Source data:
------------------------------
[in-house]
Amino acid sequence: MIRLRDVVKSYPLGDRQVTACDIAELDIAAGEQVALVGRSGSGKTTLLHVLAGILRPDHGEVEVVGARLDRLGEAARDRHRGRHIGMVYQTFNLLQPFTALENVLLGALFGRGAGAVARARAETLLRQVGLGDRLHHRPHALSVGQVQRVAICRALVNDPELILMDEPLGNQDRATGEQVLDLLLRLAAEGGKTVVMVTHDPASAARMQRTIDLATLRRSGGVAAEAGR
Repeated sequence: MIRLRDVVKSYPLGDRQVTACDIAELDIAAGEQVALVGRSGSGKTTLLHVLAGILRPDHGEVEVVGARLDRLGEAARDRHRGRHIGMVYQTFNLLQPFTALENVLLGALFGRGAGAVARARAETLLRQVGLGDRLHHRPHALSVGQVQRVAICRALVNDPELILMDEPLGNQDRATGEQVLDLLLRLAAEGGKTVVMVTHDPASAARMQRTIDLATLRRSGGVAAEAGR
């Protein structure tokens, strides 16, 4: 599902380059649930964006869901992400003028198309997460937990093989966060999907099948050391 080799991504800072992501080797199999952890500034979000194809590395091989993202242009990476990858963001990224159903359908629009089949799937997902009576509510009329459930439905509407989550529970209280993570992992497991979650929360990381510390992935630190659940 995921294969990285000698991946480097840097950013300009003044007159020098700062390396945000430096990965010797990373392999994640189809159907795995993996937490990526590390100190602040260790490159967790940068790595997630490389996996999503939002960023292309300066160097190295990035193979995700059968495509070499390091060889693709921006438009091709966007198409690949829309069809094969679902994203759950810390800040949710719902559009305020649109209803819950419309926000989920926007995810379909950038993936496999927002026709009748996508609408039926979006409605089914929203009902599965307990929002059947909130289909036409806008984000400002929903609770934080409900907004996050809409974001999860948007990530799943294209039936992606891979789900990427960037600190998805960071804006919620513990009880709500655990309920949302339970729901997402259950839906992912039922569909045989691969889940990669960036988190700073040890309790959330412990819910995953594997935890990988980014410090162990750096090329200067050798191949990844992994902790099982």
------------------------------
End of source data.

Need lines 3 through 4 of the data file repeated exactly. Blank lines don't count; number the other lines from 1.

Repeated sequence: MIRLRDVVKSYPLGDRQVTACDIAELDIAAGEQVALVGRSGSGKTTLLHVLAGILRPDHGEVEVVGARLDRLGEAARDRHRGRHIGMVYQTFNLLQPFTALENVLLGALFGRGAGAVARARAETLLRQVGLGDRLHHRPHALSVGQVQRVAICRALVNDPELILMDEPLGNQDRATGEQVLDLLLRLAAEGGKTVVMVTHDPASAARMQRTIDLATLRRSGGVAAEAGR
């Protein structure tokens, strides 16, 4: 599902380059649930964006869901992400003028198309997460937990093989966060999907099948050391 080799991504800072992501080797199999952890500034979000194809590395091989993202242009990476990858963001990224159903359908629009089949799937997902009576509510009329459930439905509407989550529970209280993570992992497991979650929360990381510390992935630190659940 995921294969990285000698991946480097840097950013300009003044007159020098700062390396945000430096990965010797990373392999994640189809159907795995993996937490990526590390100190602040260790490159967790940068790595997630490389996996999503939002960023292309300066160097190295990035193979995700059968495509070499390091060889693709921006438009091709966007198409690949829309069809094969679902994203759950810390800040949710719902559009305020649109209803819950419309926000989920926007995810379909950038993936496999927002026709009748996508609408039926979006409605089914929203009902599965307990929002059947909130289909036409806008984000400002929903609770934080409900907004996050809409974001999860948007990530799943294209039936992606891979789900990427960037600190998805960071804006919620513990009880709500655990309920949302339970729901997402259950839906992912039922569909045989691969889940990669960036988190700073040890309790959330412990819910995953594997935890990988980014410090162990750096090329200067050798191949990844992994902790099982």